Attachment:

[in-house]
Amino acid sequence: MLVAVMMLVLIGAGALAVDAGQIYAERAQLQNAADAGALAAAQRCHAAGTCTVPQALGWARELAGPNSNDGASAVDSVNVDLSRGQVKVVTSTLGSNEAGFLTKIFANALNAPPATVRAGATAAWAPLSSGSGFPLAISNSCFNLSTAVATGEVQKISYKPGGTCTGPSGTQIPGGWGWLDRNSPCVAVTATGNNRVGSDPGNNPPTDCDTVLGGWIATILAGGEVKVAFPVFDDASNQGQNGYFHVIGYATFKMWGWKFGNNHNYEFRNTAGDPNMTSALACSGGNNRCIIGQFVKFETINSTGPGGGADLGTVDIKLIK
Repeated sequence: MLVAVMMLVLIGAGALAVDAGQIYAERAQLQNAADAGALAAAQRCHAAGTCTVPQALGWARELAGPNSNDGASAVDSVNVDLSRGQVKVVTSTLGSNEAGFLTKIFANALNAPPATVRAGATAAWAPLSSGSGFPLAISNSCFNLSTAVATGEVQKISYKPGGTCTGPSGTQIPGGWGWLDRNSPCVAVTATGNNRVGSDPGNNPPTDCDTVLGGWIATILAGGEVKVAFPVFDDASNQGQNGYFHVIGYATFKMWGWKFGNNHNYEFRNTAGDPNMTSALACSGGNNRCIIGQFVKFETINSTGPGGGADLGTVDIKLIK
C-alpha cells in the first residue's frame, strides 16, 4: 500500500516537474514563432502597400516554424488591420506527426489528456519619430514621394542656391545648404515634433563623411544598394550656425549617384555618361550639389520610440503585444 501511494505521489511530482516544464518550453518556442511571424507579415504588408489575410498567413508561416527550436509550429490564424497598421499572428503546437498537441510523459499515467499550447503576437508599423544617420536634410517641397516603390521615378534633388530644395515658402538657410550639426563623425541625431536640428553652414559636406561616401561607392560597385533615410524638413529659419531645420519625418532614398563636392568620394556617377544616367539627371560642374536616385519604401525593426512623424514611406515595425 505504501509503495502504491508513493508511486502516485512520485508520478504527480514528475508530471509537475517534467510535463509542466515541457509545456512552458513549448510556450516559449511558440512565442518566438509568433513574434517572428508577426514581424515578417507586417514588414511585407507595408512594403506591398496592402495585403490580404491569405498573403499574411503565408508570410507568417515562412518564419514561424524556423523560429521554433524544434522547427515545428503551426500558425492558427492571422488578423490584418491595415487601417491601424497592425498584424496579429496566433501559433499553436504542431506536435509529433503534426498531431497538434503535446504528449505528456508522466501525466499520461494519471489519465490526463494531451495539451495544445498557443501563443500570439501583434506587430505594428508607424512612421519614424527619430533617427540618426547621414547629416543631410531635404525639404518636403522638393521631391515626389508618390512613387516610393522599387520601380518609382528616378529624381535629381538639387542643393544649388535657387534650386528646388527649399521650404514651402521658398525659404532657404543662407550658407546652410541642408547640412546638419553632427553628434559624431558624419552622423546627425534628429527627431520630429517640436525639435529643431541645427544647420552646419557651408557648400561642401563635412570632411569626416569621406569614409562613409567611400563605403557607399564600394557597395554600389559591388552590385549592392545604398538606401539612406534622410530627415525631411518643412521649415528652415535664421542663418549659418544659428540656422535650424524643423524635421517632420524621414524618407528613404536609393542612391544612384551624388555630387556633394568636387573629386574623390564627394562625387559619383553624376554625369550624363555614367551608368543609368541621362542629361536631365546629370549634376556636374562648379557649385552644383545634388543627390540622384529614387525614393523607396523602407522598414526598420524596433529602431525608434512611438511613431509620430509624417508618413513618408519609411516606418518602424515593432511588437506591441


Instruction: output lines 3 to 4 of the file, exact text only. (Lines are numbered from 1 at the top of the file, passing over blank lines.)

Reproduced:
Repeated sequence: MLVAVMMLVLIGAGALAVDAGQIYAERAQLQNAADAGALAAAQRCHAAGTCTVPQALGWARELAGPNSNDGASAVDSVNVDLSRGQVKVVTSTLGSNEAGFLTKIFANALNAPPATVRAGATAAWAPLSSGSGFPLAISNSCFNLSTAVATGEVQKISYKPGGTCTGPSGTQIPGGWGWLDRNSPCVAVTATGNNRVGSDPGNNPPTDCDTVLGGWIATILAGGEVKVAFPVFDDASNQGQNGYFHVIGYATFKMWGWKFGNNHNYEFRNTAGDPNMTSALACSGGNNRCIIGQFVKFETINSTGPGGGADLGTVDIKLIK
C-alpha cells in the first residue's frame, strides 16, 4: 500500500516537474514563432502597400516554424488591420506527426489528456519619430514621394542656391545648404515634433563623411544598394550656425549617384555618361550639389520610440503585444 501511494505521489511530482516544464518550453518556442511571424507579415504588408489575410498567413508561416527550436509550429490564424497598421499572428503546437498537441510523459499515467499550447503576437508599423544617420536634410517641397516603390521615378534633388530644395515658402538657410550639426563623425541625431536640428553652414559636406561616401561607392560597385533615410524638413529659419531645420519625418532614398563636392568620394556617377544616367539627371560642374536616385519604401525593426512623424514611406515595425 505504501509503495502504491508513493508511486502516485512520485508520478504527480514528475508530471509537475517534467510535463509542466515541457509545456512552458513549448510556450516559449511558440512565442518566438509568433513574434517572428508577426514581424515578417507586417514588414511585407507595408512594403506591398496592402495585403490580404491569405498573403499574411503565408508570410507568417515562412518564419514561424524556423523560429521554433524544434522547427515545428503551426500558425492558427492571422488578423490584418491595415487601417491601424497592425498584424496579429496566433501559433499553436504542431506536435509529433503534426498531431497538434503535446504528449505528456508522466501525466499520461494519471489519465490526463494531451495539451495544445498557443501563443500570439501583434506587430505594428508607424512612421519614424527619430533617427540618426547621414547629416543631410531635404525639404518636403522638393521631391515626389508618390512613387516610393522599387520601380518609382528616378529624381535629381538639387542643393544649388535657387534650386528646388527649399521650404514651402521658398525659404532657404543662407550658407546652410541642408547640412546638419553632427553628434559624431558624419552622423546627425534628429527627431520630429517640436525639435529643431541645427544647420552646419557651408557648400561642401563635412570632411569626416569621406569614409562613409567611400563605403557607399564600394557597395554600389559591388552590385549592392545604398538606401539612406534622410530627415525631411518643412521649415528652415535664421542663418549659418544659428540656422535650424524643423524635421517632420524621414524618407528613404536609393542612391544612384551624388555630387556633394568636387573629386574623390564627394562625387559619383553624376554625369550624363555614367551608368543609368541621362542629361536631365546629370549634376556636374562648379557649385552644383545634388543627390540622384529614387525614393523607396523602407522598414526598420524596433529602431525608434512611438511613431509620430509624417508618413513618408519609411516606418518602424515593432511588437506591441